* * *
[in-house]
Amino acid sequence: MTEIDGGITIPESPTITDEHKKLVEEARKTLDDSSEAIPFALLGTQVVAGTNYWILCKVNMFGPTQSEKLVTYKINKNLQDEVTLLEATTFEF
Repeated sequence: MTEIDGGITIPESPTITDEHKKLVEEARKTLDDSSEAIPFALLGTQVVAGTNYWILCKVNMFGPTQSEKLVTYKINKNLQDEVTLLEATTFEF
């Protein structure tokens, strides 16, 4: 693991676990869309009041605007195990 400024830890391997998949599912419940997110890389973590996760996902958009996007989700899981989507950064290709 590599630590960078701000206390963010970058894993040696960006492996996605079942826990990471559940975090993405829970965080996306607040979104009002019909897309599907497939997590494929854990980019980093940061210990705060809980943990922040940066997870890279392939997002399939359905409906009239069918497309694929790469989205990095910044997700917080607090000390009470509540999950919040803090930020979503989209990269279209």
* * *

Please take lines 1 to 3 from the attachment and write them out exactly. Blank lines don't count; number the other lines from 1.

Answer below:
[in-house]
Amino acid sequence: MTEIDGGITIPESPTITDEHKKLVEEARKTLDDSSEAIPFALLGTQVVAGTNYWILCKVNMFGPTQSEKLVTYKINKNLQDEVTLLEATTFEF
Repeated sequence: MTEIDGGITIPESPTITDEHKKLVEEARKTLDDSSEAIPFALLGTQVVAGTNYWILCKVNMFGPTQSEKLVTYKINKNLQDEVTLLEATTFEF